By BC Hydro standards, Ruskin is a small dam. Situated in a narrow valley of the Stave River just above Mission, Ruskin pales in comparison to its Interior cousins like Bennett, Mica or Keenleyside. But the seismic renovation and re-fit project currently underway at Ruskin is anything but small. It is, in fact, a superb feat of engineering and technical skill, a world class project employing world class companies and people. It is also a huge economic boost for Mission.
“Ruskin has pumped well over $2 million into the Mission area economy so far,” says BC Hydro Capital Projects spokesperson Judy Dobrowolski. “And we’re less than halfway complete.” Project Safety Advisor Adam Kingsbury adds his on-the-job experience. “Almost everything we require is locally sourced,” he says. “The cranes, most of the dump trucks, heavy equipment, concrete, wood materials – all using mostly local companies and people. We have about 140 to 150 workers on site every day, and a substantial number of them live in Mission.”
Viewed from the powerhouse bridge immediately below the dam, the project reveals its complexities. Huge construction cranes tower over the site, and the seismic portion of the work underway is impressive indeed. A huge yet movable steel barrier wall has been constructed immediately upstream of the dam itself, allowing workers access to the original spillway piers and gates. “In the event of a severe earthquake,” says Adam, “BC Hydro requires that spillway gates continue to operate reliably to allow for a post earthquake drawdown or to provide safe passage of water. So we are removing the original eight piers and seven gates, and will replace them with six new piers containing five new gates as well as new operating systems for improved reliability. Plus we are adding thickness and reinforcing the entire structure. And it will be wide enough to accommodate a two-lane road and pedestrian sidewalk across the top of the dam once these upgrades are complete.”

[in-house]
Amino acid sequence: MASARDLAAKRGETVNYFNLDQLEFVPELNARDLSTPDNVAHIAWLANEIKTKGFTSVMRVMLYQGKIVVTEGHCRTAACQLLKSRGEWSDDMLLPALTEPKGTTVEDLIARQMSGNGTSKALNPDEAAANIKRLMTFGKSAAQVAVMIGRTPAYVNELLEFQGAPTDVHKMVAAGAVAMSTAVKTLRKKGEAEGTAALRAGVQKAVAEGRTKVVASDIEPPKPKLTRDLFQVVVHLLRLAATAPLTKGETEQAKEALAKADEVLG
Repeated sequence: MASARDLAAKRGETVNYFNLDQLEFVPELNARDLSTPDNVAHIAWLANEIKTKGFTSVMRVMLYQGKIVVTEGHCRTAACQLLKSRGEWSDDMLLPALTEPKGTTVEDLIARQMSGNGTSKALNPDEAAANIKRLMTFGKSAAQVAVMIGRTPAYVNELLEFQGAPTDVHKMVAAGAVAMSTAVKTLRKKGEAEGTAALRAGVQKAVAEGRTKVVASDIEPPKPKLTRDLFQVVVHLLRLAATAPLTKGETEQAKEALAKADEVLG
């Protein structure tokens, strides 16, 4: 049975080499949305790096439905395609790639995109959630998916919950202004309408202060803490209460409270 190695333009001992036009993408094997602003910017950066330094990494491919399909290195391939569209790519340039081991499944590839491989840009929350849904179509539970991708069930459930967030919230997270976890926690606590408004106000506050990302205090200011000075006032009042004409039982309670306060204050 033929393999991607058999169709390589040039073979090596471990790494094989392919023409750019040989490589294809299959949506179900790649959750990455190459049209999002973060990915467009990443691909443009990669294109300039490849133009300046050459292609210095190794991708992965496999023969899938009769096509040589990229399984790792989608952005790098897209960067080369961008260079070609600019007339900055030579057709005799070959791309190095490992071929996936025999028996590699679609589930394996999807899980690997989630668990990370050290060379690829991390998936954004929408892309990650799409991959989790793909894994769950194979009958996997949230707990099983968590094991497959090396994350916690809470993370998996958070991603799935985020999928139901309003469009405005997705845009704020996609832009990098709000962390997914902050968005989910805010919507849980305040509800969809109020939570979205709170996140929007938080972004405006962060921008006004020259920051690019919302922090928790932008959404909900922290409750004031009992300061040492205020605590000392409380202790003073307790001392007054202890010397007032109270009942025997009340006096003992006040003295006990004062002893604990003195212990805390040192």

All of this seismic renovation has been carefully engineered to withstand a major earthquake – “a one in 10,000 year event,” says Adam. And none of it is simple or straightforward. To install the new piers, steps need to be cut into the spillway face – an extremely steep curving structure of smooth concrete. Big hanging platforms have been installed, allowing the expert crew and specialized equipment access to the face itself. Although BC Hydro and its contractors hire locally wherever possible, some aspects of the work are so specialized that they have to be sourced internationally, and here is an example. “Those guys are from Alabama,” explains Adam, pointing to the platforms. “And the machines they use to make precision cuts in the concrete are really cool.” He laughs. “Most of them had never been to Canada,” he says. “They were really afraid of Canadian winters. But with our mild weather for most of this year, they love it here. They’ve all rented houses in Mission, and they’d really like to stay.”
As a former senior project manager for Peter Kiewit Construction, with several years experience in Fort McMurray, Adam Kingsbury knows what he’s talking about. He’s from Maple Ridge, and took advantage of low real estate prices to purchase his Silverdale acreage in 2009. He didn’t much like McMurray, and his wife was unhappy that he was never home. “It was sheer luck that I got this job with Hydro,” he says. “I’ve never understood why people want to cram into little condos in Vancouver. We have everything out here – fresh air, beautiful scenery and a great lifestyle. And, best of all, I’m now only five minutes away from work.”